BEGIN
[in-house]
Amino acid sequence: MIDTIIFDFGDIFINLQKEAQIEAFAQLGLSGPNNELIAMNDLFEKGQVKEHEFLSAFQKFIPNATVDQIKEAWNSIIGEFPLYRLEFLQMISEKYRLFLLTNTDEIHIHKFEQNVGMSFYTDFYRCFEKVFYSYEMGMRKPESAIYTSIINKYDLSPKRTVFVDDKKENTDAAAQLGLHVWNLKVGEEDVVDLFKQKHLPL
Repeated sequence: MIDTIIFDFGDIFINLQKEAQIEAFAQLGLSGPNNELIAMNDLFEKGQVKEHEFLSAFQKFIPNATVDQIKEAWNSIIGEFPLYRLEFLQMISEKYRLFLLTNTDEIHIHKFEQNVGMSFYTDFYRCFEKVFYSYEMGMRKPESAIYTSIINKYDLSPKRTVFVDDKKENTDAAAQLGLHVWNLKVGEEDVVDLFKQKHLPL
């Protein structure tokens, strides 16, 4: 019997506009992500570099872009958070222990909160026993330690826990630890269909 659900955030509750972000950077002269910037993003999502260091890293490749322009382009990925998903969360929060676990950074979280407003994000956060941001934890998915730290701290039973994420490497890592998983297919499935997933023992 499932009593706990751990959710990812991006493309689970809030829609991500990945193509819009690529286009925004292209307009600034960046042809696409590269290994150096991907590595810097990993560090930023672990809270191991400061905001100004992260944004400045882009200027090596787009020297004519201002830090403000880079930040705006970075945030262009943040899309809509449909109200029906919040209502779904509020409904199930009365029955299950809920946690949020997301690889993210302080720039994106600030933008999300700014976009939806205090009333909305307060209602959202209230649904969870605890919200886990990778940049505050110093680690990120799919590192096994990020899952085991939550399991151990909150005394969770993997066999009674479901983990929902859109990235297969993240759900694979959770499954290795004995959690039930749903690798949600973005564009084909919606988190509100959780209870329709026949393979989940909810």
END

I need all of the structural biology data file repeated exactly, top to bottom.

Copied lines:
[in-house]
Amino acid sequence: MIDTIIFDFGDIFINLQKEAQIEAFAQLGLSGPNNELIAMNDLFEKGQVKEHEFLSAFQKFIPNATVDQIKEAWNSIIGEFPLYRLEFLQMISEKYRLFLLTNTDEIHIHKFEQNVGMSFYTDFYRCFEKVFYSYEMGMRKPESAIYTSIINKYDLSPKRTVFVDDKKENTDAAAQLGLHVWNLKVGEEDVVDLFKQKHLPL
Repeated sequence: MIDTIIFDFGDIFINLQKEAQIEAFAQLGLSGPNNELIAMNDLFEKGQVKEHEFLSAFQKFIPNATVDQIKEAWNSIIGEFPLYRLEFLQMISEKYRLFLLTNTDEIHIHKFEQNVGMSFYTDFYRCFEKVFYSYEMGMRKPESAIYTSIINKYDLSPKRTVFVDDKKENTDAAAQLGLHVWNLKVGEEDVVDLFKQKHLPL
């Protein structure tokens, strides 16, 4: 019997506009992500570099872009958070222990909160026993330690826990630890269909 659900955030509750972000950077002269910037993003999502260091890293490749322009382009990925998903969360929060676990950074979280407003994000956060941001934890998915730290701290039973994420490497890592998983297919499935997933023992 499932009593706990751990959710990812991006493309689970809030829609991500990945193509819009690529286009925004292209307009600034960046042809696409590269290994150096991907590595810097990993560090930023672990809270191991400061905001100004992260944004400045882009200027090596787009020297004519201002830090403000880079930040705006970075945030262009943040899309809509449909109200029906919040209502779904509020409904199930009365029955299950809920946690949020997301690889993210302080720039994106600030933008999300700014976009939806205090009333909305307060209602959202209230649904969870605890919200886990990778940049505050110093680690990120799919590192096994990020899952085991939550399991151990909150005394969770993997066999009674479901983990929902859109990235297969993240759900694979959770499954290795004995959690039930749903690798949600973005564009084909919606988190509100959780209870329709026949393979989940909810």